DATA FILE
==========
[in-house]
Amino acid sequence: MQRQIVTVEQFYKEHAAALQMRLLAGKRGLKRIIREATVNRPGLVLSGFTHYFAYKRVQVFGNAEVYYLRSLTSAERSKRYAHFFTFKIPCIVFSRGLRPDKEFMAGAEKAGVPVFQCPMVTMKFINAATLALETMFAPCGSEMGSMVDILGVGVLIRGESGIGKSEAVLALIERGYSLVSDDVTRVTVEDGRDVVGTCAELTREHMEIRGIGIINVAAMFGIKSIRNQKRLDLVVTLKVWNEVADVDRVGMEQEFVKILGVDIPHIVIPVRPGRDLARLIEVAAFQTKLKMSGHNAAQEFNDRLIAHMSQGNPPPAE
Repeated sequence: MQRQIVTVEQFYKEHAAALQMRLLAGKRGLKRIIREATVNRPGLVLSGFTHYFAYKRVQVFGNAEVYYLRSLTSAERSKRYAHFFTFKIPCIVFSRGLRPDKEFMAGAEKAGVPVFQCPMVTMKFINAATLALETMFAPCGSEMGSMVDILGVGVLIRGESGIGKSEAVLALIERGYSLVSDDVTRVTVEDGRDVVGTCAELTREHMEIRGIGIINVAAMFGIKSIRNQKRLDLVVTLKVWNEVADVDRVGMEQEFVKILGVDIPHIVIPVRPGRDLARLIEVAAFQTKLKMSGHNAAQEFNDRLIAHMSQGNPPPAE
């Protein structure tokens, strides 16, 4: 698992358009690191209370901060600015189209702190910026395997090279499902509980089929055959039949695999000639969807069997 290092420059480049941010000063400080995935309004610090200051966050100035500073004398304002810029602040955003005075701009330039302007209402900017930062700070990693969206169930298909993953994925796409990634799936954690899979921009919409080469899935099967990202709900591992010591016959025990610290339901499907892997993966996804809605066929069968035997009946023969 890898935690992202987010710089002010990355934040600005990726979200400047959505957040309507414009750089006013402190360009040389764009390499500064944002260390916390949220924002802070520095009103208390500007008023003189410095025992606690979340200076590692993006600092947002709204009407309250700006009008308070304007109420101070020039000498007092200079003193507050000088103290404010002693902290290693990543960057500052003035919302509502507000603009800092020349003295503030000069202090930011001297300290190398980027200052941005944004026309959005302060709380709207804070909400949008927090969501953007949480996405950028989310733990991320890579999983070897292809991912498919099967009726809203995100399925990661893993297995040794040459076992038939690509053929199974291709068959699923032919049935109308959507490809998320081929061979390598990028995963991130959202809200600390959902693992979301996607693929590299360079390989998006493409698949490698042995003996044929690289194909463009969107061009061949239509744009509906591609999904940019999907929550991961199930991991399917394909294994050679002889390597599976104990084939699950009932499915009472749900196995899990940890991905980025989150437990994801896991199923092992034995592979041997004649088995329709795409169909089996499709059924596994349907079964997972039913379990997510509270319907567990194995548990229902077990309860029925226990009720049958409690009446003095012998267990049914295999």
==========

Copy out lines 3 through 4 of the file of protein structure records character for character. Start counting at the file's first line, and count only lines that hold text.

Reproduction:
Repeated sequence: MQRQIVTVEQFYKEHAAALQMRLLAGKRGLKRIIREATVNRPGLVLSGFTHYFAYKRVQVFGNAEVYYLRSLTSAERSKRYAHFFTFKIPCIVFSRGLRPDKEFMAGAEKAGVPVFQCPMVTMKFINAATLALETMFAPCGSEMGSMVDILGVGVLIRGESGIGKSEAVLALIERGYSLVSDDVTRVTVEDGRDVVGTCAELTREHMEIRGIGIINVAAMFGIKSIRNQKRLDLVVTLKVWNEVADVDRVGMEQEFVKILGVDIPHIVIPVRPGRDLARLIEVAAFQTKLKMSGHNAAQEFNDRLIAHMSQGNPPPAE
């Protein structure tokens, strides 16, 4: 698992358009690191209370901060600015189209702190910026395997090279499902509980089929055959039949695999000639969807069997 290092420059480049941010000063400080995935309004610090200051966050100035500073004398304002810029602040955003005075701009330039302007209402900017930062700070990693969206169930298909993953994925796409990634799936954690899979921009919409080469899935099967990202709900591992010591016959025990610290339901499907892997993966996804809605066929069968035997009946023969 890898935690992202987010710089002010990355934040600005990726979200400047959505957040309507414009750089006013402190360009040389764009390499500064944002260390916390949220924002802070520095009103208390500007008023003189410095025992606690979340200076590692993006600092947002709204009407309250700006009008308070304007109420101070020039000498007092200079003193507050000088103290404010002693902290290693990543960057500052003035919302509502507000603009800092020349003295503030000069202090930011001297300290190398980027200052941005944004026309959005302060709380709207804070909400949008927090969501953007949480996405950028989310733990991320890579999983070897292809991912498919099967009726809203995100399925990661893993297995040794040459076992038939690509053929199974291709068959699923032919049935109308959507490809998320081929061979390598990028995963991130959202809200600390959902693992979301996607693929590299360079390989998006493409698949490698042995003996044929690289194909463009969107061009061949239509744009509906591609999904940019999907929550991961199930991991399917394909294994050679002889390597599976104990084939699950009932499915009472749900196995899990940890991905980025989150437990994801896991199923092992034995592979041997004649088995329709795409169909089996499709059924596994349907079964997972039913379990997510509270319907567990194995548990229902077990309860029925226990009720049958409690009446003095012998267990049914295999």